Women Bishops – not as simple as some might think

There are days when I despair of members of our elected legislature and today is one of them.

The reason for this sinking feeling lies in a seemingly innocuous passage of a commentary by Giles Fraser on the Church of England’s failure to secure enough votes in the General Synod to permit them to ordain female bishops:

And on another front, Diana Johnson, the MP for Hull North, is planning to bring in a 10-minute rule bill in the new year with a simple clause calling for female bishops. There is little doubt that the majority of the House of Commons, like the majority of churchgoers, strongly supports the prospect of women bishops.

Now, I don’t expect MPs to know the ins and outs of every single piece of legislation on the statute books – there’s just too much law for that to be a possibility – but there are some pieces of legislation that I would expect MPs to be pretty well versed in, particularly those precious few statutes which make up the written portion of our largely unwritten constitutional settlement, statutes which certainly include the Bill of Rights 1680 and Magna Carta, the extant version of which dates to 1297 and the reign of Edward I.

In truth, and although Magna Carta has not yet died in vain, there is not much left that is still in force – barely three clauses in fact, the first of which has a particular bearing on the suggestion that a 10-minute rule bill with a simple clause might somehow speed up the process of ratifying the ordination of female Bishops in the Church of England. That clause reads as follows:

1 Confirmation of Liberties.

FIRST, We have granted to God, and by this our present Charter have confirmed, for Us and our Heirs for ever, that the Church of England shall be free, and shall have all her whole Rights and Liberties inviolable. We have granted also, and given to all the Freemen of our Realm, for Us and our Heirs for ever, these Liberties under-written, to have and to hold to them and their Heirs, of Us and our Heirs for ever.

Parliament can certainly call for the Church of England to gets its skates on and sort out this whole women bishop’s business, although why one would do that with a 10-minute rule bill when an Early Day Motion or a backbenchers debate with a simple, non-binding division, would suffice is anyone’s guess. But Parliament certain cannot compel the Church of England to ordain women bishops, not without provoking a constitutional crisis.

Although its perfectly true that all but three clause of Magna Carta have either been repealed outright or superseded by later legislation and, of course, the doctrine of Parliamentary sovereignty asserts that no parliament may pass legislation that binds its successors.

It is nevertheless the case that, so far as I can recall, none of the clauses in Magna Carta that have been repealed included an explicit grant of rights and liberties in perpetuity and it is, therefore, entirely unclear as to whether Parliament could indeed repeal this particular clause, which it would have to do in order to compel the Church of England to ordain women bishops. And even if Parliament pass legislation to repeal this clause it is unclear as to whether the Queen, as the reigning monarch, could give Royal Assent to such a bill. Magna Carta is not, strictly speaking, a piece of Parliamentary legislation, it’s much more a royal proclamation and so, even if Parliament considers that it cannot be bound by this clause it doesn’t automatically follow that the Queen is not bound to honour the grant of right of rights and liberties conferred on the Church by, originally, King John and then, at later dates, by Henry III and Edward I even though the charter itself is impermanent and has been reconfirmed on at least 32 separate occasions, the most recent of which was in 1423 by Henry VI.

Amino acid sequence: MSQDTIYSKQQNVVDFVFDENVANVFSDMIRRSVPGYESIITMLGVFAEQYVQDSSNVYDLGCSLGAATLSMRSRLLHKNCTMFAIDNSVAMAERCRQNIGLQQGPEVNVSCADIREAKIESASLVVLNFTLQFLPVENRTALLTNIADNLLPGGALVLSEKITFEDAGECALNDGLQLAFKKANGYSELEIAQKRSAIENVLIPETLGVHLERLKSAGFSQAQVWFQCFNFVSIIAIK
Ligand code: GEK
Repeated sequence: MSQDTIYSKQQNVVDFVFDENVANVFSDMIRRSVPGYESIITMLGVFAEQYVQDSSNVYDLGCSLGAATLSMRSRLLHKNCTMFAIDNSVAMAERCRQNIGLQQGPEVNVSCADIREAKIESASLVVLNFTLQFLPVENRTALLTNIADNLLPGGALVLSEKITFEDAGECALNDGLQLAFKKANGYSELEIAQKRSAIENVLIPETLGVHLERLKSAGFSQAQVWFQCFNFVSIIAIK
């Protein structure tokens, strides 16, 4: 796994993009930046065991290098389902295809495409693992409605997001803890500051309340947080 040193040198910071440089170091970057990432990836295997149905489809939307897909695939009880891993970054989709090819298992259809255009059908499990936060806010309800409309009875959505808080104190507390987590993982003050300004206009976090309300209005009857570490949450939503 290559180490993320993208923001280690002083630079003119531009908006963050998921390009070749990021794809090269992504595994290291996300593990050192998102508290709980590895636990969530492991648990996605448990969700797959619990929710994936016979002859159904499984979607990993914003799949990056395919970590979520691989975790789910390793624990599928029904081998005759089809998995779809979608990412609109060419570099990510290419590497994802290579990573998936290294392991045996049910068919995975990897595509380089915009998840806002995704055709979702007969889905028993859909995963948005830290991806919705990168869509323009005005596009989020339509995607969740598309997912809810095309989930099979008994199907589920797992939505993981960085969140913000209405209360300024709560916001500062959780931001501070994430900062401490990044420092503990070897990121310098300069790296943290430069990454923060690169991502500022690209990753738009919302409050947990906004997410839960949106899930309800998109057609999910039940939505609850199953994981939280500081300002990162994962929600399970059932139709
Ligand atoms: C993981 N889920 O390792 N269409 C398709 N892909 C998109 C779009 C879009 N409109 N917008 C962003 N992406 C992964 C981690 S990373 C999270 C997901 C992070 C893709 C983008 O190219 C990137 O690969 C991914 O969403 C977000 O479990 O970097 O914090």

It would appear, therefore, that the Queen could dispense with the entire charter and all three remaining clauses, stripping not only the Church of England but also the City of London its historical rights and liberties and undermining the constitutional foundations of the criminal justice system in the process but not necessarily sign off on a bill will disposes of that first clause and the rights and liberties of the Church of England.

All a bit of mess, then, and something that one would some of Diana Johnson more constitutionally-minded parliamentary colleagues will be pointing out her in due course, long before she make a fool of herself and Parliament.

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     If Parliament could compel the Church to accept the reigning Monarch as the head of the Church, I’m quite sure a little detail like lifting the ban on women as bishops can happen.

    Not that I disagree with you, as it happens: I think that the Church of England should stop leaning up against the government in Westminster. No more bishops in the House of Lords, no more established church: let the Anglican church in England be as independent of Parliament as it is anywhere else in the world.

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